- {Do we want a currency? I’d rather we not have it and find another way to limit mutations, but I can’t think of a great way to do that. The best option in my opinion is to make this currency not collectible for the player and just be an allowance that is given at the beginning of each cell editing session. The same amount would be given each session to limit mutation size, so if players want to make major changes, they have to reproduce faster (more realistic). This is up for debate though, because we also want to encourage players who play more conservatively.}

Spoiler:
 
-{this applies only to mitochondrial bacteria (free swimming bacteria that can be eaten and then have a chance of turning into a mitochondria inside your cell) and chloroplastal bacteria (free swimming bacteria that can be eaten and then have a chance of turning into a chloroplast inside your cell)}

Spoiler:
 
-{organelles other than mitochondria and chloroplasts are made available randomly (mutation)}
* Organelles upgrade a microbe in various ways

Spoiler:
 
{I agree about buying upgrades, but not the gathering of nucleobases}

Spoiler:
 
{again, nucleobases. I do like the idea of getting some organelles through eating your enemies. I’d recommend that you can only get them by eating the nucleus of the enemy, since then you’d have their DNA}.

Spoiler:
 
{good idea, but what does this mean exactly? I’d assume it is “carrying” all of its organelles and compounds.}

Spoiler:
 
{When a player has maximum energy and high stores of most compounds, they can reproduce, budding off a slightly smaller version of themselves which will grow to their size quickly}

Spoiler:
 
I love, love, love this idea- but not for microbe stage. I’d think this would be perfect for early multicellular because you could then put different kinds of cells in different grid cells and do all kinds of cool things. I want to stick with something like funnygames’ microbe editor prototype for unicellular stage.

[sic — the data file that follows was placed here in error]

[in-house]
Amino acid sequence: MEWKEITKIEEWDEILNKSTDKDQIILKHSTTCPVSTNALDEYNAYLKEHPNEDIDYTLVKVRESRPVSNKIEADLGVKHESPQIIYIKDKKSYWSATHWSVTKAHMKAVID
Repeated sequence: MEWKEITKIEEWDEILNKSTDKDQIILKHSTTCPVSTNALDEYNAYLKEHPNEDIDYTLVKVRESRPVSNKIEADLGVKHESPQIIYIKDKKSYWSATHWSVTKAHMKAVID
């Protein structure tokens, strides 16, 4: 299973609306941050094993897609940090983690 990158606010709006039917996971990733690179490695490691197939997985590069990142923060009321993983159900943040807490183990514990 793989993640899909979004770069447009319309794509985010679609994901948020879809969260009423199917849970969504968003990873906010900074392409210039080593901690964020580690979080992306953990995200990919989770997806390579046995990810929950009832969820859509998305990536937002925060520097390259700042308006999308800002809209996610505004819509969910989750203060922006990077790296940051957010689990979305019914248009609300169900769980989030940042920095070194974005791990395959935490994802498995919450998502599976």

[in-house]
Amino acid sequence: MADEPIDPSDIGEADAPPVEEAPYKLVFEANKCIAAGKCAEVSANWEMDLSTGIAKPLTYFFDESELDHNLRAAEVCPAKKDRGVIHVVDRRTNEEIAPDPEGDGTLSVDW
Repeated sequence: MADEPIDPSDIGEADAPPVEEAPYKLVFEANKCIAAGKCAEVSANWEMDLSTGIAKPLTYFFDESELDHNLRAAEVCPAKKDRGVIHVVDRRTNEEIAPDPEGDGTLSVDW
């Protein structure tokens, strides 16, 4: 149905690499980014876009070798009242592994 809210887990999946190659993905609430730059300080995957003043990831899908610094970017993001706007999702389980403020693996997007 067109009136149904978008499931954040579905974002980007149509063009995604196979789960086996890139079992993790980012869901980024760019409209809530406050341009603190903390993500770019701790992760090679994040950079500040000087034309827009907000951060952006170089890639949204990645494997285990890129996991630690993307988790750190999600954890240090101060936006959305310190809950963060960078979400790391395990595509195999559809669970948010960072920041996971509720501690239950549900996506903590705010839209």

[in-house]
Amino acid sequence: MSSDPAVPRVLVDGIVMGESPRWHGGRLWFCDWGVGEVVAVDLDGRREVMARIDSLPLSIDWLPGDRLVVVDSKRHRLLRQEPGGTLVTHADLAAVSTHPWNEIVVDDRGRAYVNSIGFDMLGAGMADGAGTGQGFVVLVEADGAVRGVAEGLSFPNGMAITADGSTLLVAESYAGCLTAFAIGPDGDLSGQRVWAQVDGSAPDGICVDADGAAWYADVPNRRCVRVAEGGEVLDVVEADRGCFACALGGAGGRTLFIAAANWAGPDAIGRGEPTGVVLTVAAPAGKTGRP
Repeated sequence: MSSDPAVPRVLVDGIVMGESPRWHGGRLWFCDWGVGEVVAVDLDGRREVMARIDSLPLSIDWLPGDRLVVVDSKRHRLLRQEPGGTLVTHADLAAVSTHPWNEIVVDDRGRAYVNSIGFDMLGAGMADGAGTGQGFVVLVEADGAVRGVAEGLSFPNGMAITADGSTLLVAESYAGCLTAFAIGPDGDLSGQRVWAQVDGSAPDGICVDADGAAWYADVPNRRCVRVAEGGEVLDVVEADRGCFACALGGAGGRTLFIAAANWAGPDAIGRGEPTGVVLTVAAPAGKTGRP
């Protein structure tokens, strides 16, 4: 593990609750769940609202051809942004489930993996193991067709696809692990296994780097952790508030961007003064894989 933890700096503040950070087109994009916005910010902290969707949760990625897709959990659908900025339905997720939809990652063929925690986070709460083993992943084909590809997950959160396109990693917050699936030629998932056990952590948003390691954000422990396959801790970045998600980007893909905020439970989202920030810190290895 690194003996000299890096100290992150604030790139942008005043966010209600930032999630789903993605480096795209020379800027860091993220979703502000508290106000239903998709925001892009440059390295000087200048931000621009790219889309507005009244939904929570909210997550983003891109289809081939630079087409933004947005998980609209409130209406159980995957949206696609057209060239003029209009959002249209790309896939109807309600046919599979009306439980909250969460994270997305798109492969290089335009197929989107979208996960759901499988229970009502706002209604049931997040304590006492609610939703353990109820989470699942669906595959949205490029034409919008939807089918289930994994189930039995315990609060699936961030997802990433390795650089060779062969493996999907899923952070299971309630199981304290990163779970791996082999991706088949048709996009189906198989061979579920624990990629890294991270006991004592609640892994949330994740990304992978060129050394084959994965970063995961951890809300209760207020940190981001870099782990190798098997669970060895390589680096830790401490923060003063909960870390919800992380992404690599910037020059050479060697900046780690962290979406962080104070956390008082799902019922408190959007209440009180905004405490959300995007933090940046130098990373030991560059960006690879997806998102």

Spoiler:
 
{love this idea. It means that you can follow a flowing rail of compounds to where a cell has just died, eating along the path until you reach the main course}

Spoiler:
 
{because I only want mitochondria/chloroplasts to be available, and even then only available by chance, I don’t want this}

Spoiler:
 
{I’d say color, since we already have models for some}

Spoiler:
 
{great idea. I’d say stores should be gauged by the opacity of the organelle}

Spoiler:
 
{sounds like a great idea}.

Spoiler:
 
In the future, I’d like to add in interesting AIs for cells, giving them a compound-distribution based hive mind {cells release signal compounds that alert other cells of the same species in the area to what they are doing}, having them hunt or attack in packs, etc.

Spoiler:
 
{Not all cells have a cell wall. They all have a cell membrane, which is what determines the cell’s shape. A cell wall is a thick coating on the membrane that provides extra protection and is available only as a mutation. I would say the only thing we need a bar for is energy, and possibly light exposure if you have chloroplasts}{I think if we only have one UI bar, we may as well incorporate it into the cell somehow and do away with a UI during gameplay altogether. I recommend that the color of the nucleus tells the player how much energy (ATP) that they have. Green being plenty, red being too little, black being negligible}

Spoiler: